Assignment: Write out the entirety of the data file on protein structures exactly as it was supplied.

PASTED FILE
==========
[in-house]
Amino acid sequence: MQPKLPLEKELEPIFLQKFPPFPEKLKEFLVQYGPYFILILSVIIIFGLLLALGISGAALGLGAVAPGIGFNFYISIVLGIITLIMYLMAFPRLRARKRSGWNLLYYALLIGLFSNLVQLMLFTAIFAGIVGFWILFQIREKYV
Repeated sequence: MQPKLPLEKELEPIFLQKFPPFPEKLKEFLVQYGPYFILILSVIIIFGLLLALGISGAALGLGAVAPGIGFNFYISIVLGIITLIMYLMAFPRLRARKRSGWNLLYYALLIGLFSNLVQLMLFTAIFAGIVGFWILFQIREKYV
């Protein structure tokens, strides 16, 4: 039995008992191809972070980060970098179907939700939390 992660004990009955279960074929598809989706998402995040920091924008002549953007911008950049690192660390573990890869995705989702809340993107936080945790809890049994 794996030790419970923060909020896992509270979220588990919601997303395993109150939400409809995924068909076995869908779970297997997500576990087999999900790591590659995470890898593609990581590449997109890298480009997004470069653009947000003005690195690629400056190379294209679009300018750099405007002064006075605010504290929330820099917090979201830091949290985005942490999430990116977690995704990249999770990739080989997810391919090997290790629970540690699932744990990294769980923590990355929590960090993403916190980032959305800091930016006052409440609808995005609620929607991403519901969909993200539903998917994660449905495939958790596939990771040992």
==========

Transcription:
[in-house]
Amino acid sequence: MQPKLPLEKELEPIFLQKFPPFPEKLKEFLVQYGPYFILILSVIIIFGLLLALGISGAALGLGAVAPGIGFNFYISIVLGIITLIMYLMAFPRLRARKRSGWNLLYYALLIGLFSNLVQLMLFTAIFAGIVGFWILFQIREKYV
Repeated sequence: MQPKLPLEKELEPIFLQKFPPFPEKLKEFLVQYGPYFILILSVIIIFGLLLALGISGAALGLGAVAPGIGFNFYISIVLGIITLIMYLMAFPRLRARKRSGWNLLYYALLIGLFSNLVQLMLFTAIFAGIVGFWILFQIREKYV
């Protein structure tokens, strides 16, 4: 039995008992191809972070980060970098179907939700939390 992660004990009955279960074929598809989706998402995040920091924008002549953007911008950049690192660390573990890869995705989702809340993107936080945790809890049994 794996030790419970923060909020896992509270979220588990919601997303395993109150939400409809995924068909076995869908779970297997997500576990087999999900790591590659995470890898593609990581590449997109890298480009997004470069653009947000003005690195690629400056190379294209679009300018750099405007002064006075605010504290929330820099917090979201830091949290985005942490999430990116977690995704990249999770990739080989997810391919090997290790629970540690699932744990990294769980923590990355929590960090993403916190980032959305800091930016006052409440609808995005609620929607991403519901969909993200539903998917994660449905495939958790596939990771040992």